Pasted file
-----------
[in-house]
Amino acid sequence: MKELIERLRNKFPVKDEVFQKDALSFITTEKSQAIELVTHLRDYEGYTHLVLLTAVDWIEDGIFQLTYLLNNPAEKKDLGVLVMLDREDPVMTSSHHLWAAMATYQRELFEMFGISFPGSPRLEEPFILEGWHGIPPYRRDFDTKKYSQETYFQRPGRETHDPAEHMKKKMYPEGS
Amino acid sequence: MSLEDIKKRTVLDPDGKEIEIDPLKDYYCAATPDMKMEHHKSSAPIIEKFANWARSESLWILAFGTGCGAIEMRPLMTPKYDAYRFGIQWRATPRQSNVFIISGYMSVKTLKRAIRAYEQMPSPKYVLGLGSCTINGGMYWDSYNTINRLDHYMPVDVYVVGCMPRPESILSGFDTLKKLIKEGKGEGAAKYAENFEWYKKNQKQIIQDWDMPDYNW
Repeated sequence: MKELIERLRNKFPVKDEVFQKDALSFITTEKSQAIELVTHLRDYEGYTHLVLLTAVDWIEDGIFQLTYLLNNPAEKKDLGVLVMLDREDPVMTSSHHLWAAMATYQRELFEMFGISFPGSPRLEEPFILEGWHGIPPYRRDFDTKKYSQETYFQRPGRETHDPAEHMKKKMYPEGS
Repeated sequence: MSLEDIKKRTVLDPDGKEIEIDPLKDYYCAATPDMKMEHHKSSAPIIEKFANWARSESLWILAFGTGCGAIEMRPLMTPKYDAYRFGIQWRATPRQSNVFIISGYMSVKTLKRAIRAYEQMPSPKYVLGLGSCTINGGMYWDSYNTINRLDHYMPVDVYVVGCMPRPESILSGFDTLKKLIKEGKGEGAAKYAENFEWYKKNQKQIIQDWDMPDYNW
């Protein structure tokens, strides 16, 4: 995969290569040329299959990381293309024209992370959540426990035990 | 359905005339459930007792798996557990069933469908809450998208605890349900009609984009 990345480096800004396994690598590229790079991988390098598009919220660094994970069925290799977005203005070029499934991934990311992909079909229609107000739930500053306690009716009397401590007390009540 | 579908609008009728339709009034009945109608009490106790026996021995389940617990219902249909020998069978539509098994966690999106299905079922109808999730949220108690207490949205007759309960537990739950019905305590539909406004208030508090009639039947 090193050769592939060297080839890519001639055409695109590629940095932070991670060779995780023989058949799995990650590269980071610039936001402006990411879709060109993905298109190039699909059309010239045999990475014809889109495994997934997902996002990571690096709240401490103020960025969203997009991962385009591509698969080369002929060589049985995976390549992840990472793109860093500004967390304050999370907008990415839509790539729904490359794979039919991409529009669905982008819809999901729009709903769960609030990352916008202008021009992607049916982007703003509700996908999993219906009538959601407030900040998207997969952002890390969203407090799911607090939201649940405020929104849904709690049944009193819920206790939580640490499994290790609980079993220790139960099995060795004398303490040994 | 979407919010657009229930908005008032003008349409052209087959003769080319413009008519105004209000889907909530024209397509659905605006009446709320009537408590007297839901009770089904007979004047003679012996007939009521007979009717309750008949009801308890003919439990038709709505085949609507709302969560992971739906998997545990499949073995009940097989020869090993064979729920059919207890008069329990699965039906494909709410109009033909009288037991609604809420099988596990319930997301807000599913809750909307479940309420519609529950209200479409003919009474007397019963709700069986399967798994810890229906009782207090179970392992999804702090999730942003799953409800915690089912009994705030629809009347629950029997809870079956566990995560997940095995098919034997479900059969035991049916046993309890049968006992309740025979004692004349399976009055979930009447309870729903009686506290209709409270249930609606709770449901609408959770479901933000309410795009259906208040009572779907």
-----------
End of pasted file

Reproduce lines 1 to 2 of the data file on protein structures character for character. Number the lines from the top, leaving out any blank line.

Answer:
[in-house]
Amino acid sequence: MKELIERLRNKFPVKDEVFQKDALSFITTEKSQAIELVTHLRDYEGYTHLVLLTAVDWIEDGIFQLTYLLNNPAEKKDLGVLVMLDREDPVMTSSHHLWAAMATYQRELFEMFGISFPGSPRLEEPFILEGWHGIPPYRRDFDTKKYSQETYFQRPGRETHDPAEHMKKKMYPEGS